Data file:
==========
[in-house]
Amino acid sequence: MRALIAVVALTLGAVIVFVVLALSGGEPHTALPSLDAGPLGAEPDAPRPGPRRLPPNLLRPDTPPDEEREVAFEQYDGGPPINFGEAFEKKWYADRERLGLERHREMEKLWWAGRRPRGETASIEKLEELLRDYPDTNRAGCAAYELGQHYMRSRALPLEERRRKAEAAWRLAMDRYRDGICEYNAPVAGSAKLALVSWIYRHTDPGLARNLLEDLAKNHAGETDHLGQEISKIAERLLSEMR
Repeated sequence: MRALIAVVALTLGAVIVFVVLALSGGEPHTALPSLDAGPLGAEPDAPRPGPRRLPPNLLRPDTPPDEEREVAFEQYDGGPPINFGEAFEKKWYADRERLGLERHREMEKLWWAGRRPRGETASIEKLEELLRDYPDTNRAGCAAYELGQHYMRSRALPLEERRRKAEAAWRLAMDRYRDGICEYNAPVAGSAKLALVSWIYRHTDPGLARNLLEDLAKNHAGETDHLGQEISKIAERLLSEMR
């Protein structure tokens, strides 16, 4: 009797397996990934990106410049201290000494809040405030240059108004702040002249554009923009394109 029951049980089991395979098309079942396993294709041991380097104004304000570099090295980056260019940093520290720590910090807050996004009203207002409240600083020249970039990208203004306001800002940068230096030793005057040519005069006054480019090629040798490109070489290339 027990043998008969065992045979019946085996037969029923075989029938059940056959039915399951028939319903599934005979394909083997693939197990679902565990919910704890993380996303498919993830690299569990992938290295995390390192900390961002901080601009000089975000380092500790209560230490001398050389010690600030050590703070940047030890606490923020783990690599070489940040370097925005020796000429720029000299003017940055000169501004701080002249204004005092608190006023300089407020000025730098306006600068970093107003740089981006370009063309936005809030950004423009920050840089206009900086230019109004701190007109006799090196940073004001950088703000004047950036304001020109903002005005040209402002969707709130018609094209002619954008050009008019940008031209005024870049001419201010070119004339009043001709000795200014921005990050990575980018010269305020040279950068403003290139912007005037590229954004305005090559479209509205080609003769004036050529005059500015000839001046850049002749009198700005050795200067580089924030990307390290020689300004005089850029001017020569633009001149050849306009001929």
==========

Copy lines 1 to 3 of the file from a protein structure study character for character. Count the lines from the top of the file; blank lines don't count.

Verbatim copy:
[in-house]
Amino acid sequence: MRALIAVVALTLGAVIVFVVLALSGGEPHTALPSLDAGPLGAEPDAPRPGPRRLPPNLLRPDTPPDEEREVAFEQYDGGPPINFGEAFEKKWYADRERLGLERHREMEKLWWAGRRPRGETASIEKLEELLRDYPDTNRAGCAAYELGQHYMRSRALPLEERRRKAEAAWRLAMDRYRDGICEYNAPVAGSAKLALVSWIYRHTDPGLARNLLEDLAKNHAGETDHLGQEISKIAERLLSEMR
Repeated sequence: MRALIAVVALTLGAVIVFVVLALSGGEPHTALPSLDAGPLGAEPDAPRPGPRRLPPNLLRPDTPPDEEREVAFEQYDGGPPINFGEAFEKKWYADRERLGLERHREMEKLWWAGRRPRGETASIEKLEELLRDYPDTNRAGCAAYELGQHYMRSRALPLEERRRKAEAAWRLAMDRYRDGICEYNAPVAGSAKLALVSWIYRHTDPGLARNLLEDLAKNHAGETDHLGQEISKIAERLLSEMR